We have planned a lot of what we do around these seasons. We had plans to be up in the northern higher lands of Nyika and Livingstonia or Vipya and Mzuzu with close access to the northern lakeshore but we find ourselves in Blantyre. It is hot.
The rains (heavy spectacular thunder storms) are due to arrive in November. This is certainly something to look forward to. As a child I loved to hear the deafening sound of heavy rain in a storm beating down on our tin roof. The best time was at night as the sound was not only very loud but was also extremely relaxing. There is something about water…
But now it is hot, very hot. It is the perfect time of year for swimming in The Lake (Lake Malawi) or plunging into mountain streams & pools.
For the sake of this post I had a look at the weather online. 38 Celsius which I calculate at 100 looks like the high for today. Interestingly thunder & lightning is forecast for tomorrow.
If I organise tours to Malawi I will organise them according to the seasons.
It is now October. October is the hottest month of the year in Malawi…or at least that is the reputation. My parents spoke of October as the hottest month. I have the impression that some think of November as the hottest month. November however is the month when the rains are scheduled to arrive. Strangely we have already had a bit of rain. There was a little bit of a downpour in some parts on Friday which was the last day of September. I noticed a big increase in mosquitoes a couple of days later. [Rain and mosquitoes are connected]. My landlord assures me that these Blantyre ones are not thought to be carrying malaria. Still, we do not take chances and the little ones are in bed under nets by 7pm.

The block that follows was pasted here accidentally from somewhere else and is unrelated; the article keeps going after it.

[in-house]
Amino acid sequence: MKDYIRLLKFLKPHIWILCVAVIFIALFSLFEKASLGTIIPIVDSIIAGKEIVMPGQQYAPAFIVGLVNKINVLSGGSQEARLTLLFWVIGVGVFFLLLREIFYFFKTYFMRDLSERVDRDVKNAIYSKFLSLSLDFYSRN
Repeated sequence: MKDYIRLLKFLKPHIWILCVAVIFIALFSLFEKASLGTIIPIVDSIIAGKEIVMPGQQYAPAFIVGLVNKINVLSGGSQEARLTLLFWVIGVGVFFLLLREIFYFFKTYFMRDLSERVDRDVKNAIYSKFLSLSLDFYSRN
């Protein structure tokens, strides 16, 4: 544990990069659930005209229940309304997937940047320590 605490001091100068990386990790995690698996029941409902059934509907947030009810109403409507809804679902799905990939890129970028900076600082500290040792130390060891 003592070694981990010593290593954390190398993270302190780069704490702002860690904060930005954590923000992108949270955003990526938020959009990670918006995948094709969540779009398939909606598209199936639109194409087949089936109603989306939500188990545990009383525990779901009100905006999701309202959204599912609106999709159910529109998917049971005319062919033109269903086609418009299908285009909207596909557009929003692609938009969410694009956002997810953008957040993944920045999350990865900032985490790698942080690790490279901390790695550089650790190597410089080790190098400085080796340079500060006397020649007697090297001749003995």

Given the thought that some may regard November as the hottest month I decided to ask Rev Chimesya the other day. As you may see from other blog posts we have visited a few places over the last few days. “October.”
So that is it settled – October is the hottest month.
The weather is hot, or at least it is warm. However, here in Blantyre, by the pool as I write, it is certainly not oppressively hot. I commented to Amelia about this and she agreed. There has certainly been nothing so far to fall under the ‘oppressive heat’ category. We have probably got similar weather to the UK just now. I read that they have just had the hottest October day for 100 years. It is an unusual year when the weather in the UK and Malawi is the same in October.
Of course we are up here in the Shire Highlands. While the altitude here is not exactly Himalayan we are high enough up to be somewhere where the altitude makes a difference. The Shire Valley is probably quite hot just now.
July is the coldest month of the year in Malawi. July is not that long gone and I can say that the weather was pleasant in July. There were certainly plenty of swimming pool days in July. However, we did have the coldest weather I have experienced on this trip in Malawi in July. Ironically that was down in the Shire Valley in Majete Game Reserve on an early morning game drive. It was very very cold that morning – we cannot have been a million miles from a frost.